But the best story of all was having at a place I worked, an Old Bulldog Tractor. Enfeild was another similar tractor. These where old vintage classics with a big single cyclinder banger and an enormous solid cast flywheel. She was crank start and you cranked the snot out of the thing getting it up to speed so the momentum of the giant flywheel would push the Piston over TDC as you closed the Decomp lever. These things had the bad ability for the engine to run in reverse. So on this particular day, one of the guys started to crank the thing up. I must say I couldn't. I was a wee weed way back then and simply didn't have the weight to get the thing up to speed. Anyway he got the thing to speed and pulled down the lever. The wheel slowed and went to go over top and Bang, she was off in the wrong direction. So here is this big tractor and they really are big. Like a big steam engine tractor that had an enormous single banger fitted. When the engine is upto speed, it will literally bounce the entire tractor on the ground. So here is this thing now spinning in reverse with the huge crank handle spinning around and absolutely no one would go near it. It was left runing till it ran out of fuel.
But I just have to finish with this story. There is an old Tug in Picton. She is a real old beaut. Way more work than I would ever want to take on, but the owner loves her. Now she doesn't have a gearbox. She is from the era when the engine could be stopped and started in reverse. So this guy comes into the Warf and he lines her up, runs down to the engine room back and below the Pilot house, stops the engine, re-starts it in reverse, runs back up to the Pilot house and applies throttle to slow the boat, hoping he has timed it all just right to come up alongside the warf. Glad he isn't coming into a marina berth.
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Old 03-09-2008, 03:01   #13
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first heating a glow bulb with a blow torch then rotating the flywheel back and forwards by hand,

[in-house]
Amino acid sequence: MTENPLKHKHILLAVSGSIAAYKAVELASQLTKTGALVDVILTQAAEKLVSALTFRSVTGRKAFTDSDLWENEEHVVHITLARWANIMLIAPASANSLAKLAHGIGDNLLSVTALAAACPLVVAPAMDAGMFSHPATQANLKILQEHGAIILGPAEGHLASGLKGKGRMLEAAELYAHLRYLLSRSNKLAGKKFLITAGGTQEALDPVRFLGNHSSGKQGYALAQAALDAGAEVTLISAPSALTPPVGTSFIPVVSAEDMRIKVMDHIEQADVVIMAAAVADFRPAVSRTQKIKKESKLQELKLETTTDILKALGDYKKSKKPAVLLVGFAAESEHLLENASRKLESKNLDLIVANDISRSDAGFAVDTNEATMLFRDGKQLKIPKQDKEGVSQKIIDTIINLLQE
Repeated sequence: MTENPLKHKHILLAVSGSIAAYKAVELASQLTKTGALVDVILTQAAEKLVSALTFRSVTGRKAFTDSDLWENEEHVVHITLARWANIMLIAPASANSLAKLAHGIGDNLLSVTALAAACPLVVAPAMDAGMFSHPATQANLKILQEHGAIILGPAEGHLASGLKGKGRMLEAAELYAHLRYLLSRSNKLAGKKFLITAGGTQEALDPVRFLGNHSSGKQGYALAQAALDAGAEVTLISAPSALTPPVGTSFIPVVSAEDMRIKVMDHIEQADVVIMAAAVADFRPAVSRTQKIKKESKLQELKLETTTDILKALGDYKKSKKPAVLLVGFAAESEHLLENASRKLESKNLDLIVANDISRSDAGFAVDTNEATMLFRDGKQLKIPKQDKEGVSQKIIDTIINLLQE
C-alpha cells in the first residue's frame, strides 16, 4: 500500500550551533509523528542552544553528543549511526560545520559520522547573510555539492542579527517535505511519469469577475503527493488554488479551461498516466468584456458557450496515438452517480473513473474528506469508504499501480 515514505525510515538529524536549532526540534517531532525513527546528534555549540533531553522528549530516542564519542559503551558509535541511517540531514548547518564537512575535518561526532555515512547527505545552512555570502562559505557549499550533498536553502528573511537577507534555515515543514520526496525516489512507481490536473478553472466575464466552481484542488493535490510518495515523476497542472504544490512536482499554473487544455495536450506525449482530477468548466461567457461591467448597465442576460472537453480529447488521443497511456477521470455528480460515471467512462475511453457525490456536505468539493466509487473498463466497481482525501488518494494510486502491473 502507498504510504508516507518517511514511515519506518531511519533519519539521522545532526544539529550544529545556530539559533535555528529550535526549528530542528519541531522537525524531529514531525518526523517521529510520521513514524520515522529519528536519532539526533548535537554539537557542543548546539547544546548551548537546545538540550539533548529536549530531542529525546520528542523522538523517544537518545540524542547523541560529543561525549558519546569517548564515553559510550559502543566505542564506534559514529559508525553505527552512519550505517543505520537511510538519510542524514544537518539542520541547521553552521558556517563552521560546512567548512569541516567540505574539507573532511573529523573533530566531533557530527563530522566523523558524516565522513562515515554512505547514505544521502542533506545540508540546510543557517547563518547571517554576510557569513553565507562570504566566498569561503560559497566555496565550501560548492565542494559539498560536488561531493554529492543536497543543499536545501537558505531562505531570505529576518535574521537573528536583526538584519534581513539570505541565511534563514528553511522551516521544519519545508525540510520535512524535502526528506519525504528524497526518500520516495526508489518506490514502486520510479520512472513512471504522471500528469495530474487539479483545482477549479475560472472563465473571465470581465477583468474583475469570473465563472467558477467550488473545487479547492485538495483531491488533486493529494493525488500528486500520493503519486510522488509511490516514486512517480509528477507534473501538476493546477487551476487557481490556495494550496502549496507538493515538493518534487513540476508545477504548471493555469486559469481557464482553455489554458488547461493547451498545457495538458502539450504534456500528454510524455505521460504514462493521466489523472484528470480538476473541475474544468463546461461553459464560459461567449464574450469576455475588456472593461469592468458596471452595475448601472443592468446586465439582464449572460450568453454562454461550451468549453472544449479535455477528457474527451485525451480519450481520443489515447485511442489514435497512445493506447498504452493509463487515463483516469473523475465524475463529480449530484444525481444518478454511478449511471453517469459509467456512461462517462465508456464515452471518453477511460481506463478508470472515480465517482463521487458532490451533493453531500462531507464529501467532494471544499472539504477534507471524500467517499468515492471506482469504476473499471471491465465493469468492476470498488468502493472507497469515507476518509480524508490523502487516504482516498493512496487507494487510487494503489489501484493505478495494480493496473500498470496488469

Sounds like the Petters Hot Bulb Engine. How that translates into Scandinavian is up to you. These things were designed to hand start, had lousey efficiency, and would run on anything oily. Because the bulb can be heated and retains it's heat really well it doesn't need high compression or nice diesel fuel.

Your real answer is a small genny to recharge the batteries, or on of those charger things the AA (Road Rescue) bring when you've left your lights on all day.

It's nice to know if you could actually start you iron by hand, but it's not nice to have to when you need to. Adding a little genny to most boats won't hurt the performance, takes hours off the main engine life, and is still portable for beach / marina work. Diesel ones get a bit heavy but there are domestic style petrol ones too.
Plus when the batteries are awash with sea water the genny will still drive the pumps! Woops, Is this a Challenge' thread?
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Old 03-09-2008, 05:18   #14
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Had an old hand crank SABB once. (Not Saab) It came with a tin of what looked like small cigarette butts you lit and inserted in the head.

Flywheel weight is improtant. The more the better. The old Volvos and Buke had good heavy flywheels and you coud hand crank one.
The modern Japanese diesels have light flywheels and will turn up real fast so hand cranking is not even considered. Anything over 2 cyl is asking for a broken hand if you are not careful.
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Old 03-09-2008, 07:22   #15
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Yanmar 1GM 6.5hp. Hand starting is a cinch. Left hand holds the decompression lever down, crank with the right hand. Once it's spinning like a top, release the comp lever and she fires right up. Just one of the many reasons why I love my little 1GM.

The engine can't kick the start lever backwards as there is a one way notch in the lever that engages a cross pin on the engine pulley in one direction only.

Must be a 'racing' diesel to pull 8000 rpms!!